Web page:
Engineered anopheles immunity to plasmodium infection

Yuemei Dong, Suchismita Das, Chris Cirimotich, Jayme A. Souza-Neto, Kyle J. McLean, George Dimopoulos

Research output: Contribution to journalArticlepeer-review

Abstract

A causative agent of human malaria, Plasmodium falciparum, is transmitted by Anopheles mosquitoes. The malaria parasite is under intensive attack from the mosquito's innate immune system during its sporogonic development. We have used genetic engineering to create immune-enhanced Anopheles stephensi mosquitoes through blood meal-inducible expression of a transgene encoding the IMD pathway-controlled NF-kB Rel2 transcription factor in the midgut and fat-body tissue. Transgenic mosquitoes showed greater resistance to Plasmodium and microbial infection as a result of timely concerted tissue-specific immune attacks involving multiple effectors. The relatively weak impact of this genetic modification on mosquito fitness under laboratory conditions encourages further investigation of this approach for malaria control.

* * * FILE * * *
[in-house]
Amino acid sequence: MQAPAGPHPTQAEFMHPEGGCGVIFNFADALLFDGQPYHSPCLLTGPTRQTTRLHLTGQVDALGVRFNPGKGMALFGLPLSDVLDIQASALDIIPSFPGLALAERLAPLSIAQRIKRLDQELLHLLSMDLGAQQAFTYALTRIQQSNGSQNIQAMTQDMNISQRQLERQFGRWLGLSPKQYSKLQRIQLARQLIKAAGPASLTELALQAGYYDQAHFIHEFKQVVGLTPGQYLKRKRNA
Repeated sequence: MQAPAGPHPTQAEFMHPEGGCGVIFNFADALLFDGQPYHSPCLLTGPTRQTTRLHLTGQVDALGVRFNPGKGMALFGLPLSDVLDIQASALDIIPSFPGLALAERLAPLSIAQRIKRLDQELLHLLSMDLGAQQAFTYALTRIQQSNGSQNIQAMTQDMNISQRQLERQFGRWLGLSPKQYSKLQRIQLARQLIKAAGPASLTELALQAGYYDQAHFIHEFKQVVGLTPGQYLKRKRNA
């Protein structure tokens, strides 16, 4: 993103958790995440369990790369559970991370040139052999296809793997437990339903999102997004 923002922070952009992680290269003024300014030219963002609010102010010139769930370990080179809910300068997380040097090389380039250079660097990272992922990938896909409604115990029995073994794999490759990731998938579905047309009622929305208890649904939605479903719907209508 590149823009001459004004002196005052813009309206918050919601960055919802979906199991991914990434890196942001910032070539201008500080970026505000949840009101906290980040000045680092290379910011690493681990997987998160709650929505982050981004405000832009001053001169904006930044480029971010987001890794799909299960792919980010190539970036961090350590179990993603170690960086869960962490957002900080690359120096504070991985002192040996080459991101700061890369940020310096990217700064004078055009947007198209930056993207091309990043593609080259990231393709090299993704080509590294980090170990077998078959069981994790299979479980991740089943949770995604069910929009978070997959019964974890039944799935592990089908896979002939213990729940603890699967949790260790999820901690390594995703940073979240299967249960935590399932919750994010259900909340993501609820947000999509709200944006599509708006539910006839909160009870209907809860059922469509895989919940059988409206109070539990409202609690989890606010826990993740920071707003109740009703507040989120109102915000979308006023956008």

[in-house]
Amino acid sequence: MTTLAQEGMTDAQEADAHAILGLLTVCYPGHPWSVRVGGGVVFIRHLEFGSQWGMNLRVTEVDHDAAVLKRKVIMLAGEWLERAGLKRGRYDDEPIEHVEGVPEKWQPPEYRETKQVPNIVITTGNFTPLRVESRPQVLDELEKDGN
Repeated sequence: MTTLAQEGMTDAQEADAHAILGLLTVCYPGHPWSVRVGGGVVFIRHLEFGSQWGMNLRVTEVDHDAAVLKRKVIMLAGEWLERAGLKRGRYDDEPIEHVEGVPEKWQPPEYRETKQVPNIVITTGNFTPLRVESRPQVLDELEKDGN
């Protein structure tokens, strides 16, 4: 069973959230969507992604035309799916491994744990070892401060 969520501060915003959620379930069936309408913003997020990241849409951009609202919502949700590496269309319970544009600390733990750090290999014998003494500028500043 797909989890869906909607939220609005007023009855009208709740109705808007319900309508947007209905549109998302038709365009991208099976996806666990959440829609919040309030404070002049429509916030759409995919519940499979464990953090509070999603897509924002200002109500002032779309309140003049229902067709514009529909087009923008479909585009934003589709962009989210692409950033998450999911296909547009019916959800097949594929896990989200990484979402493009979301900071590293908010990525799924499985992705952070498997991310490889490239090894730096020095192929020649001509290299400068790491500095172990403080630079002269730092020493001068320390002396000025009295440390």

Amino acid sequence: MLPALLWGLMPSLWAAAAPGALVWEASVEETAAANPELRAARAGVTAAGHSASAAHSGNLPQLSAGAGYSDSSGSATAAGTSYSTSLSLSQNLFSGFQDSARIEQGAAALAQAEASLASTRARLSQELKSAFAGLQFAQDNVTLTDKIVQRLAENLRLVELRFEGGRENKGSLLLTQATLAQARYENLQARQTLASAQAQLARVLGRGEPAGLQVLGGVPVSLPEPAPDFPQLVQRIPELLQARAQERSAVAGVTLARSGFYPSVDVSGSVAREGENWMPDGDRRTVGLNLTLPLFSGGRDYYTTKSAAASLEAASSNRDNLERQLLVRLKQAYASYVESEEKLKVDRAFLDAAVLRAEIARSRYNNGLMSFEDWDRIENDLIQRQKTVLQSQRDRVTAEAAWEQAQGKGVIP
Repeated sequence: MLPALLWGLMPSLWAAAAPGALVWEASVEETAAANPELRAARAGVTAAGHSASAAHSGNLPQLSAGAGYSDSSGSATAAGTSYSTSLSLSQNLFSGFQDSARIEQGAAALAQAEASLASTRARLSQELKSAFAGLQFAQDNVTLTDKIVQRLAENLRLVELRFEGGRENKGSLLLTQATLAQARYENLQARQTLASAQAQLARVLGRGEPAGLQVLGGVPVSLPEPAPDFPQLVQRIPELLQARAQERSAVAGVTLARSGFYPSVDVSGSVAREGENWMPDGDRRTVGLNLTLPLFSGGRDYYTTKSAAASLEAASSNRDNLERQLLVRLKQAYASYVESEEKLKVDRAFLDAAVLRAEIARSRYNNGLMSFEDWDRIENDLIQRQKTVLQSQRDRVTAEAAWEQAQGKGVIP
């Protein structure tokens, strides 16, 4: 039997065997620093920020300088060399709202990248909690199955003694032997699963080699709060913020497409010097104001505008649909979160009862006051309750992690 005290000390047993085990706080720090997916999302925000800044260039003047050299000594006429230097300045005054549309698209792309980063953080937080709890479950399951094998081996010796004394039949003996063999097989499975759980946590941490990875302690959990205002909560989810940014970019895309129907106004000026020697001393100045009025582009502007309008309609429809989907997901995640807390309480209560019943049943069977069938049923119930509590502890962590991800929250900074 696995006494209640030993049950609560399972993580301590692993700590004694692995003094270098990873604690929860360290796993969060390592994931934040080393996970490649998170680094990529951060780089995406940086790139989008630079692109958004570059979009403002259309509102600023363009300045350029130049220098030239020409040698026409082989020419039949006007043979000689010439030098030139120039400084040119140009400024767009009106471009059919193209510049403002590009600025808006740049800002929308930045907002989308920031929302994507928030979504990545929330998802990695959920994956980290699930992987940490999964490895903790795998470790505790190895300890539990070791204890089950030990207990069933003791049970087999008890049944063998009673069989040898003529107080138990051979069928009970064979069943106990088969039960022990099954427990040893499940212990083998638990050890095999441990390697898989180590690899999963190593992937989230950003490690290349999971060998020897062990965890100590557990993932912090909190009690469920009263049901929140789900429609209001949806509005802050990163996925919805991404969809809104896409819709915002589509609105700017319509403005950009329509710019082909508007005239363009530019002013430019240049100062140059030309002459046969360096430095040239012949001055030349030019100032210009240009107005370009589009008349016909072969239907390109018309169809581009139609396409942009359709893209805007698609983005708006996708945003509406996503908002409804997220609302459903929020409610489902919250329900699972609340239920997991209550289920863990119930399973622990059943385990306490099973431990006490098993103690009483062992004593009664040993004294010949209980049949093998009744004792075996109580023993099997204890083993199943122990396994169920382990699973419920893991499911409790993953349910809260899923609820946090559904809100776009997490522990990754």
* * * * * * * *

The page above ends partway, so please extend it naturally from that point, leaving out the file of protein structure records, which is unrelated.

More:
Original languageEnglish (US)
Article numbere1002458
JournalPLoS pathogens
Volume7
Issue number12
DOIs
StatePublished - Dec 2011

ASJC Scopus subject areas

  • Parasitology
  • Microbiology
  • Immunology
  • Molecular Biology
  • Genetics
  • Virology

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